Sunday, March 22, 2009
One thing about SSF - one is never alone for long. No matter how one might wish to be. With an Australian Shepherd - also known as the "Velcro breed" for the way they stick to their person - 2 curious cats, 30-something hens, and 2 too many roosters, someone is always interested in whatever I might be tackling.
Even though they arrive in a cardboard box at 1 day old and are bred and shipped in a fairly factory setting, chickens nonetheless develop remarkably unique and quirky personalities. Do a little Googling and I bet you will turn up myriad personal odes to the chicken. They are just a hoot. When they are fist-sized fuzzballs scurrying around an old plastic wading pool or a cut-down fridge box, jostling for position under the heat lamp, it is tough to envision the comic, and at times elegant or even regal, individuals they will soon become.
Our accidental rooster has thus far shown himself to be a gentlemen and therefore has earned himself a place in the SSF family as long as he behaves himself. He is all things Excellent Rooster: stunningly beautiful, proud, quite covetous of his flock, gentle in his...couplings - relatively speaking anyway, courteous to his humans, and he has a magnificent cocka-doodle-do that so far he has limited to respectable hours of the day (unlike the 3AM performances of his predecessor). And, like his girls, he is intensely interested in whatever I am doing right now.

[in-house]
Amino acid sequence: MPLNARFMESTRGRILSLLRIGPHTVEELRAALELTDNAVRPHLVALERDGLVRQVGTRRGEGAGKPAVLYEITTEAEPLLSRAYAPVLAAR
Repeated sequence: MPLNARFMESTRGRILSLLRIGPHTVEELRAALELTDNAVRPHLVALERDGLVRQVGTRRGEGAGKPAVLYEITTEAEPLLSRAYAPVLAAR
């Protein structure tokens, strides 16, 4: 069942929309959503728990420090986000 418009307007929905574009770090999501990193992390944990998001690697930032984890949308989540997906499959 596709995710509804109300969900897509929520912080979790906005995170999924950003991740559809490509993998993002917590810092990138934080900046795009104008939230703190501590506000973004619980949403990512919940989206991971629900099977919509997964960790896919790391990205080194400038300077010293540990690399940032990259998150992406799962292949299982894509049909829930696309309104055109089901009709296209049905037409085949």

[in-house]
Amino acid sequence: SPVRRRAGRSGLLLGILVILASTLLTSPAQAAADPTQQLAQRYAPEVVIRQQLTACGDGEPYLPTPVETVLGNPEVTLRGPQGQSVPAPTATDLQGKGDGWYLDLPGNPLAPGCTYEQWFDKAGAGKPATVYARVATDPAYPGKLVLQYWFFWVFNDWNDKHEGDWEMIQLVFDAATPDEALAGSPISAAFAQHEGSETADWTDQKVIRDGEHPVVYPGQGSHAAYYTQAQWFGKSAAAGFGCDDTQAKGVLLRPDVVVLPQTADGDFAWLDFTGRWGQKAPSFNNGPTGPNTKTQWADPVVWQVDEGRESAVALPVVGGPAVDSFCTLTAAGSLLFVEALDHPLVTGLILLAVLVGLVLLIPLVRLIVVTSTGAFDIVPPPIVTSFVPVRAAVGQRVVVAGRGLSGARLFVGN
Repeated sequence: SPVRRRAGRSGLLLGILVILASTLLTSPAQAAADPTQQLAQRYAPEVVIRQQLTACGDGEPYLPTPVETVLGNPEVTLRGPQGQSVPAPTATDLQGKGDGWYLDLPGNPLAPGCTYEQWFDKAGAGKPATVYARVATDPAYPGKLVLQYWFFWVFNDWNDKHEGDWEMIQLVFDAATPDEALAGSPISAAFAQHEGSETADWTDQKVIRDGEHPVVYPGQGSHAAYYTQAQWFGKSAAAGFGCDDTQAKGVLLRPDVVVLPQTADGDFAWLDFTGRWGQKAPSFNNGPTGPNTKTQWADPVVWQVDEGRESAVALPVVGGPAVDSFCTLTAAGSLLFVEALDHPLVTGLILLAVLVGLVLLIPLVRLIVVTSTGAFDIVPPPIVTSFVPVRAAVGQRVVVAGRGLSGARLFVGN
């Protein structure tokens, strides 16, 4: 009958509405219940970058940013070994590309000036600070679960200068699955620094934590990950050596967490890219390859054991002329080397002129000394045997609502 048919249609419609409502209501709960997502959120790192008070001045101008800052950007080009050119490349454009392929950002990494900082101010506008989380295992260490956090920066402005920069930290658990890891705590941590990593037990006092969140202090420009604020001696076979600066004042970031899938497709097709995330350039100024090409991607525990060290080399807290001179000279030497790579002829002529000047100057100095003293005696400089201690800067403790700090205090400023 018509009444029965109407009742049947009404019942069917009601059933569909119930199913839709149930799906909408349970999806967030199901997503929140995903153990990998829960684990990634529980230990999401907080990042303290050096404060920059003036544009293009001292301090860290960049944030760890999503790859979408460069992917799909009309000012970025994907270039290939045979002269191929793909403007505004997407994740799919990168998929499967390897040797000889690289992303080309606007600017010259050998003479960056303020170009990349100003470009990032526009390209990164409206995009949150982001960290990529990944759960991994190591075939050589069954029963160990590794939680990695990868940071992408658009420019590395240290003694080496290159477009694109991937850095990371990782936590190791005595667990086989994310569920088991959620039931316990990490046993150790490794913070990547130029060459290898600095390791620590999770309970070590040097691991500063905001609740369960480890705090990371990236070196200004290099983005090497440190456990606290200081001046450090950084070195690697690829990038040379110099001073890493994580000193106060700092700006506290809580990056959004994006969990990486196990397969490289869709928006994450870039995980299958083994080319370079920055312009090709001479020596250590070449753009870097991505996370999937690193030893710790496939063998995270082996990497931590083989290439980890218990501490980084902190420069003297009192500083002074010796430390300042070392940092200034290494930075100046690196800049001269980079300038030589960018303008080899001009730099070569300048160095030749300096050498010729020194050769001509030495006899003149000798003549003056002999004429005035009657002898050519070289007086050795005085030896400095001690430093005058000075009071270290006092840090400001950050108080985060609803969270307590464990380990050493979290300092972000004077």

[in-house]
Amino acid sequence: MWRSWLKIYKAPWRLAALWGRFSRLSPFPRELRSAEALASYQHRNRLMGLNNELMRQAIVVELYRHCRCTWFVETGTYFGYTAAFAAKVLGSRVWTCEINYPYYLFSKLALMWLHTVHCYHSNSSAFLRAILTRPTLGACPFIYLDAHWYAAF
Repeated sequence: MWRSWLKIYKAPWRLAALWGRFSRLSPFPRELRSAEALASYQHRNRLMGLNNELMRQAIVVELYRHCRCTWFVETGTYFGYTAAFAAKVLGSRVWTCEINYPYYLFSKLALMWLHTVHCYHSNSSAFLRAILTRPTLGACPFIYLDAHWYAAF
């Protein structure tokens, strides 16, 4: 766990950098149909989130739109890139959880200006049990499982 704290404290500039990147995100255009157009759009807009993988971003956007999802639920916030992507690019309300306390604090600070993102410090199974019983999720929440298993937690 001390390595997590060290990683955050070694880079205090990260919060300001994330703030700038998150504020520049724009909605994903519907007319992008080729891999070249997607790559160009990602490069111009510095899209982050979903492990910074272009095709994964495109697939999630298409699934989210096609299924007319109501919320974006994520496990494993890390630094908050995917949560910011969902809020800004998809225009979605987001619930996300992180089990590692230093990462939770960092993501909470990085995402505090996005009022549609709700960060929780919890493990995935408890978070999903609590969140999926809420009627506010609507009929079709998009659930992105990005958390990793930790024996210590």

His 2 accidental male counterparts, however, not so much. They are not regal, nor nice, nor particularly interested in protecting the flock. They are, very much, interested in what being a rooster around a bunch of beautiful hens, gets them. They are mean to the hens and oblivious of everything else around them. So, in short, they annoy me immensely. We look forward to enjoying them in Coq au Vin.
So, these guys flounce around chasing and harassing all the hens, but Owl (our Excellent Rooster) and the Girls migrate to scratch and sniff the general vicinity of wherever we happen to be working. I joked yesterday as Dylan, Mark, and I prepared a potato bed inside our deer-fenced veggie garden, that we were like zoo animals - the hens, cats, and dog were all parked just on the other side of the 8-foot fence, watching our goings-on keenly (except the 3 intrepid hens who'd tunneled in and were "helping" us by snatching up every precious worm we overturned). Jessie whined and harumphed occasionally to express the unfairness of it all, and the cats were just generally unimpressed with the whole thing.
So, it's never lonely here. Whatever's on your mind, there's someone to talk to and plenty of fowl gossip to hear. The multi-specied gals and guys of SSF are always up for a good huddle.